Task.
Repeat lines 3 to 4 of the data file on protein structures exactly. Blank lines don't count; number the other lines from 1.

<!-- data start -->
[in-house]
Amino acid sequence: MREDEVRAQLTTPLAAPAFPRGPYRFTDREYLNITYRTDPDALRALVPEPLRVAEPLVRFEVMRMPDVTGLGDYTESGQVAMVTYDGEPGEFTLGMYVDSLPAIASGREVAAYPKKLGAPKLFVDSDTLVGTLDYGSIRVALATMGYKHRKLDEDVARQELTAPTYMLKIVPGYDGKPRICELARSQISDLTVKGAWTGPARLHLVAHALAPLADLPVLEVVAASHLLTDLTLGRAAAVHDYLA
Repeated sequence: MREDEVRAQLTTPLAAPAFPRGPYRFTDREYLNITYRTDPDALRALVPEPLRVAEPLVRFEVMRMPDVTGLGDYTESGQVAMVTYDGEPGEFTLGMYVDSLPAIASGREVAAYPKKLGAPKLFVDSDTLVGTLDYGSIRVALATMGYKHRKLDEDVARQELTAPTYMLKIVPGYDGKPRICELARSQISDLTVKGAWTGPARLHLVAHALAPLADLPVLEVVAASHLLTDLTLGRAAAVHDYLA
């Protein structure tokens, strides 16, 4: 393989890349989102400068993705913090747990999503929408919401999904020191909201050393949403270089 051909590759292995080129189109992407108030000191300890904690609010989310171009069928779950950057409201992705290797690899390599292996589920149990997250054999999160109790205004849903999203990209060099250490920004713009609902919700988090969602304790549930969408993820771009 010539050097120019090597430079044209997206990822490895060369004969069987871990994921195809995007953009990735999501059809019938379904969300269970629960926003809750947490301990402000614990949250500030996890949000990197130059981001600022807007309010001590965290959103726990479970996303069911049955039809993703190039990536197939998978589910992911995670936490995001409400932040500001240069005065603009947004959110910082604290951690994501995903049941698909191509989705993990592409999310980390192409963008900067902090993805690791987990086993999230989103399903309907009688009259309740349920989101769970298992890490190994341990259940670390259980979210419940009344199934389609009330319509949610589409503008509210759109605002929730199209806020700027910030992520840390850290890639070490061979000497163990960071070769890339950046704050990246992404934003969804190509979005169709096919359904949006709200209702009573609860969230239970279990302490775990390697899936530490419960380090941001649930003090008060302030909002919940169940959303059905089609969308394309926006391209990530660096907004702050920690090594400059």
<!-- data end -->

Repeated sequence: MREDEVRAQLTTPLAAPAFPRGPYRFTDREYLNITYRTDPDALRALVPEPLRVAEPLVRFEVMRMPDVTGLGDYTESGQVAMVTYDGEPGEFTLGMYVDSLPAIASGREVAAYPKKLGAPKLFVDSDTLVGTLDYGSIRVALATMGYKHRKLDEDVARQELTAPTYMLKIVPGYDGKPRICELARSQISDLTVKGAWTGPARLHLVAHALAPLADLPVLEVVAASHLLTDLTLGRAAAVHDYLA
């Protein structure tokens, strides 16, 4: 393989890349989102400068993705913090747990999503929408919401999904020191909201050393949403270089 051909590759292995080129189109992407108030000191300890904690609010989310171009069928779950950057409201992705290797690899390599292996589920149990997250054999999160109790205004849903999203990209060099250490920004713009609902919700988090969602304790549930969408993820771009 010539050097120019090597430079044209997206990822490895060369004969069987871990994921195809995007953009990735999501059809019938379904969300269970629960926003809750947490301990402000614990949250500030996890949000990197130059981001600022807007309010001590965290959103726990479970996303069911049955039809993703190039990536197939998978589910992911995670936490995001409400932040500001240069005065603009947004959110910082604290951690994501995903049941698909191509989705993990592409999310980390192409963008900067902090993805690791987990086993999230989103399903309907009688009259309740349920989101769970298992890490190994341990259940670390259980979210419940009344199934389609009330319509949610589409503008509210759109605002929730199209806020700027910030992520840390850290890639070490061979000497163990960071070769890339950046704050990246992404934003969804190509979005169709096919359904949006709200209702009573609860969230239970279990302490775990390697899936530490419960380090941001649930003090008060302030909002919940169940959303059905089609969308394309926006391209990530660096907004702050920690090594400059």